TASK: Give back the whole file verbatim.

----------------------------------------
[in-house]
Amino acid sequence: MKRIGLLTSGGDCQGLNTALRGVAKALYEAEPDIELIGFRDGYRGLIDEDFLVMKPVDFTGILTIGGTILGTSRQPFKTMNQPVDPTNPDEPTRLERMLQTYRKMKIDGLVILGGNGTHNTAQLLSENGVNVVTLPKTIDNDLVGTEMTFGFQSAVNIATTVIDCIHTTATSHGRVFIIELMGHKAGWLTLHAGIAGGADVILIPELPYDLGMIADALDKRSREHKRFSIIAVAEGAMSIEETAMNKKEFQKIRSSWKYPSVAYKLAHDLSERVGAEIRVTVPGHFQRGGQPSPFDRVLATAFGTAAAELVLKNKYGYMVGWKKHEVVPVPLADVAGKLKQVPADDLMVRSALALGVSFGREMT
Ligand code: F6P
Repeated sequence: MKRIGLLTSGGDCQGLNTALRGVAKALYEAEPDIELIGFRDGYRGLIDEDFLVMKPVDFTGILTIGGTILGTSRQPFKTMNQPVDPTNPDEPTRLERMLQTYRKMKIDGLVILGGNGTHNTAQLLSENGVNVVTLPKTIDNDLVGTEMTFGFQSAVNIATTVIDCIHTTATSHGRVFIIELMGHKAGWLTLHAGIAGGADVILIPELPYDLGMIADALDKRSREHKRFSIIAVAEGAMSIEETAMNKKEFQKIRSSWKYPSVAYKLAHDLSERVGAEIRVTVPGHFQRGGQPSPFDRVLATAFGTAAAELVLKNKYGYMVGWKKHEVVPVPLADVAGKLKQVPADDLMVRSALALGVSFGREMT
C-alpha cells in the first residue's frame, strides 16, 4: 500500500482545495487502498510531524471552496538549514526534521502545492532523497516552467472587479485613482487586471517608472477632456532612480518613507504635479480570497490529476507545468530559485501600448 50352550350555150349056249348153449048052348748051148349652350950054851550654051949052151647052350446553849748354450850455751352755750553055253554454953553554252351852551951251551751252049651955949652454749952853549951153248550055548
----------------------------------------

[in-house]
Amino acid sequence: MKRIGLLTSGGDCQGLNTALRGVAKALYEAEPDIELIGFRDGYRGLIDEDFLVMKPVDFTGILTIGGTILGTSRQPFKTMNQPVDPTNPDEPTRLERMLQTYRKMKIDGLVILGGNGTHNTAQLLSENGVNVVTLPKTIDNDLVGTEMTFGFQSAVNIATTVIDCIHTTATSHGRVFIIELMGHKAGWLTLHAGIAGGADVILIPELPYDLGMIADALDKRSREHKRFSIIAVAEGAMSIEETAMNKKEFQKIRSSWKYPSVAYKLAHDLSERVGAEIRVTVPGHFQRGGQPSPFDRVLATAFGTAAAELVLKNKYGYMVGWKKHEVVPVPLADVAGKLKQVPADDLMVRSALALGVSFGREMT
Ligand code: F6P
Repeated sequence: MKRIGLLTSGGDCQGLNTALRGVAKALYEAEPDIELIGFRDGYRGLIDEDFLVMKPVDFTGILTIGGTILGTSRQPFKTMNQPVDPTNPDEPTRLERMLQTYRKMKIDGLVILGGNGTHNTAQLLSENGVNVVTLPKTIDNDLVGTEMTFGFQSAVNIATTVIDCIHTTATSHGRVFIIELMGHKAGWLTLHAGIAGGADVILIPELPYDLGMIADALDKRSREHKRFSIIAVAEGAMSIEETAMNKKEFQKIRSSWKYPSVAYKLAHDLSERVGAEIRVTVPGHFQRGGQPSPFDRVLATAFGTAAAELVLKNKYGYMVGWKKHEVVPVPLADVAGKLKQVPADDLMVRSALALGVSFGREMT
C-alpha cells in the first residue's frame, strides 16, 4: 500500500482545495487502498510531524471552496538549514526534521502545492532523497516552467472587479485613482487586471517608472477632456532612480518613507504635479480570497490529476507545468530559485501600448 50352550350555150349056249348153449048052348748051148349652350950054851550654051949052151647052350446553849748354450850455751352755750553055253554454953553554252351852551951251551751252049651955949652454749952853549951153248550055548